Liver transplants are done most often in people whose tumors are very small, few in number, do not involve blood vessels and have not spread outside the liver. These tumors usually cannot be removed by surgery because of advanced cirrhosis. To receive a transplant, a suitable donor with a healthy liver must be found.

Treating the Liver Directly

Embolization or chemoembolization may be used as options to treat liver tumors that cannot be removed by surgery. In these cases, doctors may use a procedure called transarterial embolization (TAE, without chemotherapy) or transarterial chemoembolization (TACE, with chemotherapy). In these procedures, a catheter (a small plastic tube) is placed into the liver’s artery. An inactive substance, with or without chemotherapy, is injected directly into the liver tumor to control and kill the cancer cells. Although TAE and TACE may not destroy all the cancer cells, they can slow the growth of the tumor and perhaps stop it from growing.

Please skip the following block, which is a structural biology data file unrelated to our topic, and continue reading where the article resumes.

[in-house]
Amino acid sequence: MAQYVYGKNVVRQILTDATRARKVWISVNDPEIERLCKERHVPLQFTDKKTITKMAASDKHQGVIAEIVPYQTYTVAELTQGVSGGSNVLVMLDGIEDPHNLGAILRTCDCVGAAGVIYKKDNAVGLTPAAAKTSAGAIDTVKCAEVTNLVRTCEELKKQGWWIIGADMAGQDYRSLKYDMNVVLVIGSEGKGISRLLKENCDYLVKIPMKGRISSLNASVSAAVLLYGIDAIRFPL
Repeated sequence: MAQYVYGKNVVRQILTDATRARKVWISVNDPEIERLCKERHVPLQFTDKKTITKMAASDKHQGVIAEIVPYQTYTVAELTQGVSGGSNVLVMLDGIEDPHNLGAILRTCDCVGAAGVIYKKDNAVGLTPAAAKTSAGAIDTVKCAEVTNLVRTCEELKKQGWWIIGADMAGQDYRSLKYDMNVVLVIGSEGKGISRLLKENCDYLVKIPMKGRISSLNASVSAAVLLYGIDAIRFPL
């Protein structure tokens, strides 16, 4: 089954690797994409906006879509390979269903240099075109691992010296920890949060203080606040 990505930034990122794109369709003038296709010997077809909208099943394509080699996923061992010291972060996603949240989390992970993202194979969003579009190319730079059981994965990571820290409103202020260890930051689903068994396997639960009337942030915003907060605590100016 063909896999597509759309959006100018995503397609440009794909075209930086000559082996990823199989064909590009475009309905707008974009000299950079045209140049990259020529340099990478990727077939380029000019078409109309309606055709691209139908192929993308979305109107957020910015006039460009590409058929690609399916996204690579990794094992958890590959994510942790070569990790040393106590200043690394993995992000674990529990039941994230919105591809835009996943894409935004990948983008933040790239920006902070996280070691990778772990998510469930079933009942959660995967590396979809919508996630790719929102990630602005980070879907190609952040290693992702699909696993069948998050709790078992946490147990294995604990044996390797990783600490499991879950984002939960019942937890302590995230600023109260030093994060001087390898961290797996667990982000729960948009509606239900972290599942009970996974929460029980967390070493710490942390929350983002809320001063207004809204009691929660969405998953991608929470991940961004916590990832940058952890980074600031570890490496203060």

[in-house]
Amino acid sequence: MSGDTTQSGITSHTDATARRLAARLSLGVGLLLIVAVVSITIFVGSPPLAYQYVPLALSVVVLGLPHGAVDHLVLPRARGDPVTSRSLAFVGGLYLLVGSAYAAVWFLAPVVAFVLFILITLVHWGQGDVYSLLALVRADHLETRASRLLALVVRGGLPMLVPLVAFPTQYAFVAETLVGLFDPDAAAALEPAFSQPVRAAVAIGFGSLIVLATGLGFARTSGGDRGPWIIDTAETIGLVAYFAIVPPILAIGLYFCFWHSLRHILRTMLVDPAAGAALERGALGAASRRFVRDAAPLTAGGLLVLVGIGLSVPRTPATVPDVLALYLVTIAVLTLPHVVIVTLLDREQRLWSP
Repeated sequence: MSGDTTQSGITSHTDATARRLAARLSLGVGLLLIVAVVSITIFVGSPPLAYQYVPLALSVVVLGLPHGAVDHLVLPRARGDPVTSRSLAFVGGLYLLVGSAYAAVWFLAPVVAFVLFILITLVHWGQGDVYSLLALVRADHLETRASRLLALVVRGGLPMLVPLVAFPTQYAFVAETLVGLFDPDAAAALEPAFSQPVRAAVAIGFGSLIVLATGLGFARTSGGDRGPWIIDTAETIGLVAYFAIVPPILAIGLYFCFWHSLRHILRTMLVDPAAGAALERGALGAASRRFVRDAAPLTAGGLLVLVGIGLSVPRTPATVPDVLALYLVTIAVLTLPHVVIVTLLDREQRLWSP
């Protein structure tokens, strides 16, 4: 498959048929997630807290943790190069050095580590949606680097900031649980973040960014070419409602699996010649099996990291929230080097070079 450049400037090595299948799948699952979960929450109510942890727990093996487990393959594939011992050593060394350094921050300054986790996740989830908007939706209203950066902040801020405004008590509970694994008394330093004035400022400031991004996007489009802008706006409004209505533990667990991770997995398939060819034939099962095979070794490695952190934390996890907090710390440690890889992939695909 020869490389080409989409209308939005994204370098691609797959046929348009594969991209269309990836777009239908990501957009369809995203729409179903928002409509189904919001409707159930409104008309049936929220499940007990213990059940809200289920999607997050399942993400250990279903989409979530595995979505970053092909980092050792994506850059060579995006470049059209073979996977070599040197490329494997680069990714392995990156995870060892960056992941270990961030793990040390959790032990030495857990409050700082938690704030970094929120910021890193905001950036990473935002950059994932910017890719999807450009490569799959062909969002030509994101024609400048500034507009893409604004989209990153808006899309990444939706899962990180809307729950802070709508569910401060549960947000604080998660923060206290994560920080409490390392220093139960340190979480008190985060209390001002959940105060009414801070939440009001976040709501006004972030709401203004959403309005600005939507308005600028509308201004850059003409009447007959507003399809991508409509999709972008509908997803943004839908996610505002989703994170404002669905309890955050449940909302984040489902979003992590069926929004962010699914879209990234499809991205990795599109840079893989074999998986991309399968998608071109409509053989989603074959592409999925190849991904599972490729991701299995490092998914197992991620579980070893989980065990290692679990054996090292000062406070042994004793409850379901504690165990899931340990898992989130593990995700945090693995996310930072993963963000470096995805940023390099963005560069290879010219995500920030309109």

Radiofrequency ablation (RFA) kills cancer cells with heat. An imaging technique such as ultrasound or CT scan is used to help guide a needle into the liver tumor. High-frequency electrical currents are then passed through the needle, creating heat, which destroys the cancer cells.

Cryoablation is similar to RFA, but this technique uses cold instead of heat to freeze tumors and kill them.

Radiation is sometimes used when a liver cancer cannot be removed by surgery. Although radiation kills liver cancer cells, very high doses can damage healthy liver tissue as well. So now, doctors use devices that deliver radiation beams more directly to the tumor, helping to spare healthy tissue.